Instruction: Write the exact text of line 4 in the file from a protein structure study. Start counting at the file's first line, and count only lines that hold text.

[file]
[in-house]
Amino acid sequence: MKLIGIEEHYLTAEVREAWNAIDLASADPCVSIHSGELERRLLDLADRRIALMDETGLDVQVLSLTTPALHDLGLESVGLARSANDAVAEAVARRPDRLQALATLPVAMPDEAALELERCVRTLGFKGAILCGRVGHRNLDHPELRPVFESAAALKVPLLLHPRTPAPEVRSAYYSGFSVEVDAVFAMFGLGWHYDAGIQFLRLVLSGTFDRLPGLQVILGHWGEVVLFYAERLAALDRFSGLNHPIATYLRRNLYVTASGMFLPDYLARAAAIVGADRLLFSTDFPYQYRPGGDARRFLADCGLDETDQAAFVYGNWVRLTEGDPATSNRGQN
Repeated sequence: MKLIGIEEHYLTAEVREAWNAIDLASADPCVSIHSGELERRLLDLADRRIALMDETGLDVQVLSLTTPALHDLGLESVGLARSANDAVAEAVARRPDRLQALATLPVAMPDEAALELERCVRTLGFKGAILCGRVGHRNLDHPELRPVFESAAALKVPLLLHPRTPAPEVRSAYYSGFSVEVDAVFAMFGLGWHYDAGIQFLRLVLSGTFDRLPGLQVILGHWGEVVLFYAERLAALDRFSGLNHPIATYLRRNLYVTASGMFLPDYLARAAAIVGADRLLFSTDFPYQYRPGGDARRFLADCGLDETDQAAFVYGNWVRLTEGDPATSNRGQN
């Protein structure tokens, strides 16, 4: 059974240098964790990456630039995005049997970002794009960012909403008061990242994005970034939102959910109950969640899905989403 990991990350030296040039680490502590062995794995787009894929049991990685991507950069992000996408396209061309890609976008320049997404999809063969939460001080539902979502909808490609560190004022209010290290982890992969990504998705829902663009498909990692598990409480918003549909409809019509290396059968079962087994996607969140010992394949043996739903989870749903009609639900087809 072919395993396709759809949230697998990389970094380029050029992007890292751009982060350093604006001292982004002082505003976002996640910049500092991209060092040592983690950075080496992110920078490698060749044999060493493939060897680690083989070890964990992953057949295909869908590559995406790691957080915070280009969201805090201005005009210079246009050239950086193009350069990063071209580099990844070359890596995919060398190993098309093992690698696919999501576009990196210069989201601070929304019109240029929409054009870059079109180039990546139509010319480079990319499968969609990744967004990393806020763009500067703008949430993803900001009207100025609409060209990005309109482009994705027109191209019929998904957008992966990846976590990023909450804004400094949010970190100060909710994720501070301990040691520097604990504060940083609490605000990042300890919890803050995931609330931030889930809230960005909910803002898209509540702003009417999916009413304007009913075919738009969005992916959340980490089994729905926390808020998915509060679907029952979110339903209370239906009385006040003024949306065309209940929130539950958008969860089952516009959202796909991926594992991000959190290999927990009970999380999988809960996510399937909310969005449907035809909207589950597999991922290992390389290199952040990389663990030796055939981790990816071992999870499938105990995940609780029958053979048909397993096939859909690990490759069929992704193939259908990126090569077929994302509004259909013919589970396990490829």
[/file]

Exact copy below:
């Protein structure tokens, strides 16, 4: 059974240098964790990456630039995005049997970002794009960012909403008061990242994005970034939102959910109950969640899905989403 990991990350030296040039680490502590062995794995787009894929049991990685991507950069992000996408396209061309890609976008320049997404999809063969939460001080539902979502909808490609560190004022209010290290982890992969990504998705829902663009498909990692598990409480918003549909409809019509290396059968079962087994996607969140010992394949043996739903989870749903009609639900087809 072919395993396709759809949230697998990389970094380029050029992007890292751009982060350093604006001292982004002082505003976002996640910049500092991209060092040592983690950075080496992110920078490698060749044999060493493939060897680690083989070890964990992953057949295909869908590559995406790691957080915070280009969201805090201005005009210079246009050239950086193009350069990063071209580099990844070359890596995919060398190993098309093992690698696919999501576009990196210069989201601070929304019109240029929409054009870059079109180039990546139509010319480079990319499968969609990744967004990393806020763009500067703008949430993803900001009207100025609409060209990005309109482009994705027109191209019929998904957008992966990846976590990023909450804004400094949010970190100060909710994720501070301990040691520097604990504060940083609490605000990042300890919890803050995931609330931030889930809230960005909910803002898209509540702003009417999916009413304007009913075919738009969005992916959340980490089994729905926390808020998915509060679907029952979110339903209370239906009385006040003024949306065309209940929130539950958008969860089952516009959202796909991926594992991000959190290999927990009970999380999988809960996510399937909310969005449907035809909207589950597999991922290992390389290199952040990389663990030796055939981790990816071992999870499938105990995940609780029958053979048909397993096939859909690990490759069929992704193939259908990126090569077929994302509004259909013919589970396990490829």